Each week, we’ll ask our stable of scribes to weigh in on the three most important NBA topics of the day — and then give you a chance to step on the scale, too, in the comments below.
What do you think of the Heat now? Always impressed, newly impressed or … eh?
Steve Aschburner: Newly impressed. Three things came together over the past two playoff rounds that were a real credit to what Miami has accomplished this spring. First, the Heat fell behind both Indiana (2-1) and Boston (3-2), two solid opponents, but dug out from the deficits while either playing without Chris Bosh or having him for uncertain minutes. Second, they got back into and won each series without undue assistance from the referees -– not to say that any help would have been intentional, but a bevy of entirely legit calls and earned free throws would have fueled conspiracy theories; no compliant official was handing LeBron James that 19-for-26 field goal performance in Game 6 Thursday. And third, the Heat looked more like a team than just a Big 3, getting boosts variously from Shane Battier, Udonis Haslem, Mike Miller and underappreciated point guard Mario Chalmers. I’m still not a fan of the whole concept — stacking the deck with elite players who should have stayed rivals — but the way Miami survived and advanced merits big respect.
Fran Blinebury: What’s changed? Three big-time talents and a roster full of dwarfs.
Scott Howard-Cooper: Always impressed this season. Are the Heat the perfect team? No. But there is no perfect team, and the Heat were clearly the East favorite once Derrick Rose went down and the Bulls followed. Being in the Finals is not a surprise. It is Miami’s deserved place.
Shaun Powell: They don’t appear to be better, as a whole, than last year. Same Bron (although with an MVP), same Wade, same Bosh. The supporting cast, never intimidating to begin with, remains very iffy. Miami never upgraded its big man spot and the best point guard remains Mario Chalmers. The Heat’s offense still isn’t very imaginative, and the defense is top notch. Any improvement must come from Bron in the fourth quarters. There’s room to grow there.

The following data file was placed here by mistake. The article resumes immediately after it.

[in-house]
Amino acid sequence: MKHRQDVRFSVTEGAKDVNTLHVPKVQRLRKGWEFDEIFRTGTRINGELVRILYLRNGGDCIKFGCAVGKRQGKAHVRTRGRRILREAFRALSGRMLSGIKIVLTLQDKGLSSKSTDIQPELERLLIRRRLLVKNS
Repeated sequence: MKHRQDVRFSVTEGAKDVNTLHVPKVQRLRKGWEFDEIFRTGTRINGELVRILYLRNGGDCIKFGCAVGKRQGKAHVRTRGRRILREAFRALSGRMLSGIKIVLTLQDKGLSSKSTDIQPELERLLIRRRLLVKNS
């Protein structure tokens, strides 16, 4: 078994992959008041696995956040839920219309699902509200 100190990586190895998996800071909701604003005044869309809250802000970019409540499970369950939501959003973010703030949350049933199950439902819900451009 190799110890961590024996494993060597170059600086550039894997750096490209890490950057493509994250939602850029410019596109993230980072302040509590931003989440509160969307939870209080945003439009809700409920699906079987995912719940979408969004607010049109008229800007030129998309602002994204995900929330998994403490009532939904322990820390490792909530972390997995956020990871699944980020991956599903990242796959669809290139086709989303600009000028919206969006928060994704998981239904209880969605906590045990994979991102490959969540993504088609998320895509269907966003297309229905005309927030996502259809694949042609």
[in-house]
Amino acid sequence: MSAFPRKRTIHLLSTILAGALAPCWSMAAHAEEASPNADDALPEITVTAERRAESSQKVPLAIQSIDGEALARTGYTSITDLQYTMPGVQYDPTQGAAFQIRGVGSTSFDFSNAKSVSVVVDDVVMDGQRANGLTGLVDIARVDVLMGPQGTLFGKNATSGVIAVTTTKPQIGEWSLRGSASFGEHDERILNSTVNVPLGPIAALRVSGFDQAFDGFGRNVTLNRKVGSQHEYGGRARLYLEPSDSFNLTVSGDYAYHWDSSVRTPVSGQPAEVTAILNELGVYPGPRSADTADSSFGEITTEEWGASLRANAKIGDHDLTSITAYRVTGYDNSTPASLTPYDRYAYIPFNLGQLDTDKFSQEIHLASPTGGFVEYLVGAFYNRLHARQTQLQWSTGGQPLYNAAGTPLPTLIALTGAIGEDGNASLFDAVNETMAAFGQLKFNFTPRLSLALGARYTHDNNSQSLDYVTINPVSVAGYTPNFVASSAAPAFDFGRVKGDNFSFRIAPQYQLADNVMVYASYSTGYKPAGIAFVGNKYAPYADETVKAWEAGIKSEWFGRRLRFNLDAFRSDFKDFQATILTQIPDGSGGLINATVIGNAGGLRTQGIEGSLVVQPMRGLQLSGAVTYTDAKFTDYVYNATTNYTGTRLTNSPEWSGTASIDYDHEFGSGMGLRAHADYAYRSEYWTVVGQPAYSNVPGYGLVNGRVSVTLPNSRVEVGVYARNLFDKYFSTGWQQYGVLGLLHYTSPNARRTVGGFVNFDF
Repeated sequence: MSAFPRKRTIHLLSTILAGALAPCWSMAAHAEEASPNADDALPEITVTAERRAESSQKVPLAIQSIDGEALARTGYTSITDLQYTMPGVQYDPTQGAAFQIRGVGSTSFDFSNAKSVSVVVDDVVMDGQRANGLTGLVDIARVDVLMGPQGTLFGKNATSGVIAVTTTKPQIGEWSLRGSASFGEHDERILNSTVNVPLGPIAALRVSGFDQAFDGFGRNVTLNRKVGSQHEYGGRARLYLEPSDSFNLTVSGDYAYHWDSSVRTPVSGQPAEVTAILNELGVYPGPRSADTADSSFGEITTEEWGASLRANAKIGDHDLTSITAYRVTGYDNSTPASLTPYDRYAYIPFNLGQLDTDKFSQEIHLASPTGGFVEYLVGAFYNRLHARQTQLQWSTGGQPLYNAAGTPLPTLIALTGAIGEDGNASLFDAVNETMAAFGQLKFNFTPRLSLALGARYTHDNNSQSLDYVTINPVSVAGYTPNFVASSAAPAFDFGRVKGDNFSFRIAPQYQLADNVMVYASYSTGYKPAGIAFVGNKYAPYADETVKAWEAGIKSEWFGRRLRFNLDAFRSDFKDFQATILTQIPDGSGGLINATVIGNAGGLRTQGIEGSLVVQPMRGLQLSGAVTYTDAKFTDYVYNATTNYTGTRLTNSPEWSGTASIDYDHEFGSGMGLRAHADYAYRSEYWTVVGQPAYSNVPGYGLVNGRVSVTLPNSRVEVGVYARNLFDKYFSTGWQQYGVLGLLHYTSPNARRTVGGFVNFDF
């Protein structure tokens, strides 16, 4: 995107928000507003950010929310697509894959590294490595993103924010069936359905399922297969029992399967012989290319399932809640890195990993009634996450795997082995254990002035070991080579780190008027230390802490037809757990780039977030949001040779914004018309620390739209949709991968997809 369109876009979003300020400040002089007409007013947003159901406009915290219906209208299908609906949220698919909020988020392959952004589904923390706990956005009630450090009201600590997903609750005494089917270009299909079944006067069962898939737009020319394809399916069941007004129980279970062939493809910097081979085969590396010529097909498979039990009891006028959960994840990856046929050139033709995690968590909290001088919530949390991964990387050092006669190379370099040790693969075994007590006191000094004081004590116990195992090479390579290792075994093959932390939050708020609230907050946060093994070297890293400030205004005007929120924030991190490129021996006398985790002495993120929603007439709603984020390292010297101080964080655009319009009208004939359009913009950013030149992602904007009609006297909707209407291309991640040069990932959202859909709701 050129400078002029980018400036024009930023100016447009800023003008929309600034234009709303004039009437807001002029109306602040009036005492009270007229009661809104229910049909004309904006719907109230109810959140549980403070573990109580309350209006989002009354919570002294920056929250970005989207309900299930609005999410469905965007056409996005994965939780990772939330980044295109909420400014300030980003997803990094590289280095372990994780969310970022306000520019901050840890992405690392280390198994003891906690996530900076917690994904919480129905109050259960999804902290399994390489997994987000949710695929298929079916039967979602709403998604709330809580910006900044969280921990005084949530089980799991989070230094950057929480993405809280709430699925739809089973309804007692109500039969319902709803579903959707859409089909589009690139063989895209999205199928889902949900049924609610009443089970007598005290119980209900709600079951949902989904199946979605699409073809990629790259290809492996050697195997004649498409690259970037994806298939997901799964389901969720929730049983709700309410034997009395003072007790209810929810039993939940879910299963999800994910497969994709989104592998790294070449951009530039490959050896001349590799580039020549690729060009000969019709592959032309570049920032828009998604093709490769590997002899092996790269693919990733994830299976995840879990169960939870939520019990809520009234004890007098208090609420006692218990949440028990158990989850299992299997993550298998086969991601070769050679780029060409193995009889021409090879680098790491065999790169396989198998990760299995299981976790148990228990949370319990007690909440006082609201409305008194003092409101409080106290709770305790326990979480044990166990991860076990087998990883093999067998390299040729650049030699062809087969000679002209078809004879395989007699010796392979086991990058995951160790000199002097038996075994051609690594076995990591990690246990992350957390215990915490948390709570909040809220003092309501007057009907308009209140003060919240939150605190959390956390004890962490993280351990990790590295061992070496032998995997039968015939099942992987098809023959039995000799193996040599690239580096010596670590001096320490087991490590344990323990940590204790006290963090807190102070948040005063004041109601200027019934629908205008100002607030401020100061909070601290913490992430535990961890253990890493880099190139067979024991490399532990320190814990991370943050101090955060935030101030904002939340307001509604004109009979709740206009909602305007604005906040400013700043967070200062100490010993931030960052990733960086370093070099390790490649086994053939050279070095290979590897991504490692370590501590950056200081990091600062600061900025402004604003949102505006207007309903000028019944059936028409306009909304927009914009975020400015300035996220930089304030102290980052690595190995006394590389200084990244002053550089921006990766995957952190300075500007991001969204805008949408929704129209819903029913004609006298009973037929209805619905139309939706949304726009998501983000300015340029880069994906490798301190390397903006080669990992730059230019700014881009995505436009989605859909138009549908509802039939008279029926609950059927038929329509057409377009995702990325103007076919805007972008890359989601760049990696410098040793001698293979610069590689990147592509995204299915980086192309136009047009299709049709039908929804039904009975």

John Schuhmann: A little of both. Back in December, we all picked them to be here, so it’s not like this is unexpected. But they did show a new level of resiliency in winning the last two games against the Celtics. That was the first time LeBron has ever faced elimination and won a playoff series, and I do think he’s got a different mentality this year than last. So while I’ve always thought they could win a championship, I also like what I’ve seen of late.
Sekou Smith: Not particularly impressed with the Heat, since they’ve ended up exactly where I predicted they would back in December. But I must admit, I’m newly impressed with LeBron James and Chris Bosh. He’ll never be able to live up to the crazy expectations so many people had for him when he came into the league. He’s already six or seven championships short of that. But what he showed me in Games 6 and 7 of the Eastern Conference finals is stuff I wasn’t sure he had in reserve at this stage of his career. You are basically what you are when you’re nearly a decade deep into your NBA career. But he rescued his legacy and the Heat’s season by delivering them from that 3-2 deficit and into The Finals. Bosh’s Game 7 performance is the kind of effort that makes the difference for a championship team. He showed some serious guts playing through whatever lingering pain he’s dealing with and making sure the Heat didn’t fall to the Celtics. If he has four or five more efforts like that in him, The Finals will be the epic we’re all hoping for.